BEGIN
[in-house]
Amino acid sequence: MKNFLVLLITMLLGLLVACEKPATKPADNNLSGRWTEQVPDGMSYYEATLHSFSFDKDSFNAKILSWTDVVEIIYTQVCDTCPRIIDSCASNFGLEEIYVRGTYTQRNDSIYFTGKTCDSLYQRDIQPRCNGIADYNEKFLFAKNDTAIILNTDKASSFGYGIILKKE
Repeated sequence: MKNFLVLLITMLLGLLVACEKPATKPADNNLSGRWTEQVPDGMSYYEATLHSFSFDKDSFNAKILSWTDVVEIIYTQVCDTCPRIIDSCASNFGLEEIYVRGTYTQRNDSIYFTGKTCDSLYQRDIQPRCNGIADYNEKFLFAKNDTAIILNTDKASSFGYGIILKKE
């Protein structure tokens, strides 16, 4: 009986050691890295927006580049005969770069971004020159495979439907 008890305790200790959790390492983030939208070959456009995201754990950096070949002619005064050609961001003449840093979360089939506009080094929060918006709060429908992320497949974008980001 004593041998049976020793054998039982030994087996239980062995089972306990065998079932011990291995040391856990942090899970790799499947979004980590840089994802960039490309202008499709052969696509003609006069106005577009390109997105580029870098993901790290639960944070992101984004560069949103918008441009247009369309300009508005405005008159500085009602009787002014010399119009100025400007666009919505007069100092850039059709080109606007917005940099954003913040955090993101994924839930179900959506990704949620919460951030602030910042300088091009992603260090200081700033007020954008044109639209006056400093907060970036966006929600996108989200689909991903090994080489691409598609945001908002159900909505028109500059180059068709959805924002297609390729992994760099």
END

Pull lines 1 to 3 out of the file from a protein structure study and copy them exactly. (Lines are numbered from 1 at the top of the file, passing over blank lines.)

[in-house]
Amino acid sequence: MKNFLVLLITMLLGLLVACEKPATKPADNNLSGRWTEQVPDGMSYYEATLHSFSFDKDSFNAKILSWTDVVEIIYTQVCDTCPRIIDSCASNFGLEEIYVRGTYTQRNDSIYFTGKTCDSLYQRDIQPRCNGIADYNEKFLFAKNDTAIILNTDKASSFGYGIILKKE
Repeated sequence: MKNFLVLLITMLLGLLVACEKPATKPADNNLSGRWTEQVPDGMSYYEATLHSFSFDKDSFNAKILSWTDVVEIIYTQVCDTCPRIIDSCASNFGLEEIYVRGTYTQRNDSIYFTGKTCDSLYQRDIQPRCNGIADYNEKFLFAKNDTAIILNTDKASSFGYGIILKKE